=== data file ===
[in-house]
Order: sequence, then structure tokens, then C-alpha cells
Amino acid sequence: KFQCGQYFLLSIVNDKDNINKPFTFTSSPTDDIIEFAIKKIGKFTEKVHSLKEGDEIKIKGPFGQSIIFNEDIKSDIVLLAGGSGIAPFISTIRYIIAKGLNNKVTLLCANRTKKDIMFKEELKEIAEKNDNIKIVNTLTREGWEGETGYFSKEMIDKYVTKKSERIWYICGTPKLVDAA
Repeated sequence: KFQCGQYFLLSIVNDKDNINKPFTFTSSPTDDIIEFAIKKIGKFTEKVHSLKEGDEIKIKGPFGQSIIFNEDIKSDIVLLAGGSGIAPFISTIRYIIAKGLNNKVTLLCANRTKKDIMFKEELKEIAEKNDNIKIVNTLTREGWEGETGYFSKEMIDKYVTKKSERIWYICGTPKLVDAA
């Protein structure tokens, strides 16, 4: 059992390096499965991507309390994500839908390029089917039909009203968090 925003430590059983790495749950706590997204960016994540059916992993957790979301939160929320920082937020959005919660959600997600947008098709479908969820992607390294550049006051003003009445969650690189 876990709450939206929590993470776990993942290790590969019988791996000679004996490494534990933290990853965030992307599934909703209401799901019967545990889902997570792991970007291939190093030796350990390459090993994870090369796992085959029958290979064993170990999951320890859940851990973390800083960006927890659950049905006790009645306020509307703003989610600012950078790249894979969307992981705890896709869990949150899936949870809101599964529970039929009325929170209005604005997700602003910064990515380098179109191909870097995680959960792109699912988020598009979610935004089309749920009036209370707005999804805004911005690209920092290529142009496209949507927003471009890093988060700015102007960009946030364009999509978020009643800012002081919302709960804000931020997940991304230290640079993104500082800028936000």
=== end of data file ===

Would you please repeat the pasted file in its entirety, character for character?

[in-house]
Order: sequence, then structure tokens, then C-alpha cells
Amino acid sequence: KFQCGQYFLLSIVNDKDNINKPFTFTSSPTDDIIEFAIKKIGKFTEKVHSLKEGDEIKIKGPFGQSIIFNEDIKSDIVLLAGGSGIAPFISTIRYIIAKGLNNKVTLLCANRTKKDIMFKEELKEIAEKNDNIKIVNTLTREGWEGETGYFSKEMIDKYVTKKSERIWYICGTPKLVDAA
Repeated sequence: KFQCGQYFLLSIVNDKDNINKPFTFTSSPTDDIIEFAIKKIGKFTEKVHSLKEGDEIKIKGPFGQSIIFNEDIKSDIVLLAGGSGIAPFISTIRYIIAKGLNNKVTLLCANRTKKDIMFKEELKEIAEKNDNIKIVNTLTREGWEGETGYFSKEMIDKYVTKKSERIWYICGTPKLVDAA
């Protein structure tokens, strides 16, 4: 059992390096499965991507309390994500839908390029089917039909009203968090 925003430590059983790495749950706590997204960016994540059916992993957790979301939160929320920082937020959005919660959600997600947008098709479908969820992607390294550049006051003003009445969650690189 876990709450939206929590993470776990993942290790590969019988791996000679004996490494534990933290990853965030992307599934909703209401799901019967545990889902997570792991970007291939190093030796350990390459090993994870090369796992085959029958290979064993170990999951320890859940851990973390800083960006927890659950049905006790009645306020509307703003989610600012950078790249894979969307992981705890896709869990949150899936949870809101599964529970039929009325929170209005604005997700602003910064990515380098179109191909870097995680959960792109699912988020598009979610935004089309749920009036209370707005999804805004911005690209920092290529142009496209949507927003471009890093988060700015102007960009946030364009999509978020009643800012002081919302709960804000931020997940991304230290640079993104500082800028936000």